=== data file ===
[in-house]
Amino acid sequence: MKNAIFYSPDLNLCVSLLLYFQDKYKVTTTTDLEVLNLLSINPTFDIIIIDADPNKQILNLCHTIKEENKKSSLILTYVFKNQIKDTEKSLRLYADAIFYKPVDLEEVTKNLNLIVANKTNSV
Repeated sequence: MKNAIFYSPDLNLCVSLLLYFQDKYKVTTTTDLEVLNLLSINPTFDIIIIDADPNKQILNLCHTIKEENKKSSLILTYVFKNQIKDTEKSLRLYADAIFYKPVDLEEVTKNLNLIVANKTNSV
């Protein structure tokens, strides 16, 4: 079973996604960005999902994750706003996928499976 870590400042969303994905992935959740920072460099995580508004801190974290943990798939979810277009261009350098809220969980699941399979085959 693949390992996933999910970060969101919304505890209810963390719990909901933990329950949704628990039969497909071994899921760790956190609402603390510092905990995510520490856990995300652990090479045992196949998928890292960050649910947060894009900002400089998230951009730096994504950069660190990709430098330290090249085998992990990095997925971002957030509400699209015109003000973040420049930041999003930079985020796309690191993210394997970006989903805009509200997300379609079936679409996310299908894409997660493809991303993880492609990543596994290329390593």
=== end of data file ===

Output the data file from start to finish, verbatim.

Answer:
[in-house]
Amino acid sequence: MKNAIFYSPDLNLCVSLLLYFQDKYKVTTTTDLEVLNLLSINPTFDIIIIDADPNKQILNLCHTIKEENKKSSLILTYVFKNQIKDTEKSLRLYADAIFYKPVDLEEVTKNLNLIVANKTNSV
Repeated sequence: MKNAIFYSPDLNLCVSLLLYFQDKYKVTTTTDLEVLNLLSINPTFDIIIIDADPNKQILNLCHTIKEENKKSSLILTYVFKNQIKDTEKSLRLYADAIFYKPVDLEEVTKNLNLIVANKTNSV
């Protein structure tokens, strides 16, 4: 079973996604960005999902994750706003996928499976 870590400042969303994905992935959740920072460099995580508004801190974290943990798939979810277009261009350098809220969980699941399979085959 693949390992996933999910970060969101919304505890209810963390719990909901933990329950949704628990039969497909071994899921760790956190609402603390510092905990995510520490856990995300652990090479045992196949998928890292960050649910947060894009900002400089998230951009730096994504950069660190990709430098330290090249085998992990990095997925971002957030509400699209015109003000973040420049930041999003930079985020796309690191993210394997970006989903805009509200997300379609079936679409996310299908894409997660493809991303993880492609990543596994290329390593």